A San Bernardino County woman’s claim that her husband died because of an “improper transport” by Riggs Ambulance Service was denied by Merced County earlier this month.
Ana Centeno, 65, of Rialto, claims the ambulance company “failed to properly transport” her husband, Oscar Armando Centeno, on July 2, 2013. The 58-year-old man died the next day, according to the claim.
Centeno also claims Riggs failed to correctly diagnose her husband’s medical condition and did not provide the proper treatment, which resulted in his death.
The county denied the claim Feb. 4, according to county documents. Centeno has six months to file a lawsuit if she chooses to do so.
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The December 2013 claim was filed against Merced County’s Public Health Department and Riggs for $250,000 in damages. The claim states that the damages are for “pain and suffering,” in addition to lost wages, earnings and other issues.
When the family was reached for comment Thursday afternoon, the man’s daughter said she could not elaborate on the case until consulting with her family.
“I have to speak to my mom and our attorney,” said Claudia Centeno. The family did not return calls seeking comment.
Oscar Centeno, an El Salvador native, was the president of a trucking company, according to public records.
Merced County Chief Civil Litigator Roger Matzkind said the claim was denied because the county has no liability for the allegations made by Centeno. “The county doesn’t transport people by ambulance or diagnose them,” Matzkind said. “There’s nothing there that indicates any liability on the county’s part.
“It’s just not what we do; it’s what Riggs does,” he added. “As a matter of law, there’s no liability for the county.”
Matzkind acknowledged that the county provides “general oversight” of Riggs through its emergency medical services agency, which monitors the ambulance provider’s response times, handles patient care complaints and ensures contract compliance.
The Merced County EMS Agency is administered through the county Public Health Department. Director Kathleen Grassi declined comment about the claims Thursday.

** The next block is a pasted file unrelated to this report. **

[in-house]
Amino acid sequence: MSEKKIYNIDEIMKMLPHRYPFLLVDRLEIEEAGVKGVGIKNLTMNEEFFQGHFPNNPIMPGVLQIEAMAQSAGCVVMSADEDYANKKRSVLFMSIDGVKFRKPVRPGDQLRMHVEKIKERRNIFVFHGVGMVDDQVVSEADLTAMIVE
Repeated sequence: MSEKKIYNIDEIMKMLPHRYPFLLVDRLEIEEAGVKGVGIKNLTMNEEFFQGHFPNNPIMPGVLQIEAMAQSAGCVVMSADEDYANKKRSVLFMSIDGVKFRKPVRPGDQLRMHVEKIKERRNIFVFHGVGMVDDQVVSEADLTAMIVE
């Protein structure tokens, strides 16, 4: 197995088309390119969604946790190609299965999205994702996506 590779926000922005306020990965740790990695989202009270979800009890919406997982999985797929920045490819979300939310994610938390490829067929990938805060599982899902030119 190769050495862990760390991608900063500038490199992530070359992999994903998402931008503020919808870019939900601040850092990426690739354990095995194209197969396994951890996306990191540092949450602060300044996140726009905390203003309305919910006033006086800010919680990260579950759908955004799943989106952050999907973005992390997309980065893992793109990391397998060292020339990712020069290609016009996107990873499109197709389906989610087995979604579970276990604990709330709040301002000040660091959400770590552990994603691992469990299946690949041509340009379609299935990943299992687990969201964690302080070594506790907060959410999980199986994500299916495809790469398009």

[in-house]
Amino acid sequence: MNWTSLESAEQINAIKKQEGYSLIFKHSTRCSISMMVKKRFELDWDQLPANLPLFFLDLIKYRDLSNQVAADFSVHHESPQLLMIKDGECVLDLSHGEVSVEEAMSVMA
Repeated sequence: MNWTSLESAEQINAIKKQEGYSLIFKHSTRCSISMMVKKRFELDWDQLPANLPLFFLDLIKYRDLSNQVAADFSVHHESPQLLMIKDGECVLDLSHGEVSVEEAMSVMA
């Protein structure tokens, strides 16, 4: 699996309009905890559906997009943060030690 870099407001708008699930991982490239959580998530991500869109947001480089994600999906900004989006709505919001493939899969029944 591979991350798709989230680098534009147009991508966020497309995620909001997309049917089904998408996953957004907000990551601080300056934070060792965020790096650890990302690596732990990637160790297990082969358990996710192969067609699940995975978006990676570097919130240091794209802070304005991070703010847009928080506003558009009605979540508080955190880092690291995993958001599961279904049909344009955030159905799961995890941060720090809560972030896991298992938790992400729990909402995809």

Riggs’ General Manager Steve Melander said he first learned of the claim Thursday when contacted by the Merced Sun-Star. He declined comment until he could gather more information about the case.
Riggs contract set to expire
Merced County’s one-year contract extension with Riggs Ambulance Service will expire Aug. 31. Grassi said the county is getting closer to releasing a Request for Proposal to start the bidding process for a permanent ambulance contract.
The Request for Proposal document was sent to the state EMS Authority for approval in November, Grassi said, and the county completed two rounds of revisions requested by the state agency.
“I think we’re very close, but I haven’t gotten the final approval from the state yet,” Grassi said. “The last round of changes were minor wording changes, and now they’ve asked for a final proposal and that’s gone to them.”
In 2012, county staff recommended awarding the ambulance contract to competitor American Medical Response, but Riggs appealed the decision and claimed the bidding process was flawed. In January 2013, the Board of Supervisors rejected the recommendation to award the contract to AMR and voted to restart the bidding process.
As county officials prepare to restart the bidding, a new face has joined the county’s EMS management team.
Jim Clark, emergency medical services manager, joined Merced County in November. The Los Banos resident has 35 years of paramedic and management experience, including time at the Salinas Fire Department and San Benito County.
Clark replaces Linda Diaz, who resigned two weeks after county supervisors rejected the award to AMR. Diaz’s resignation letter on Feb. 13, 2013, said the EMS manager job once was fulfilling, but “recent events” made her realize it was no longer what she hoped for or envisioned.
Clark, who acknowledged watching the contract dispute unfold between Riggs and AMR, said he’s looking forward to beginning a new chapter. “All of that happened before my time; I’m coming into all this with a clean slate,” Clark said. “It’s a whole new process done in a whole new way.”
Clark said his goals include helping the county’s ambulance system evolve with new technology.
“EMS is science-based and it changes with time and experience,” Clark said. “I’d like to get involved with that, and bring some of those techniques and practices into the county.”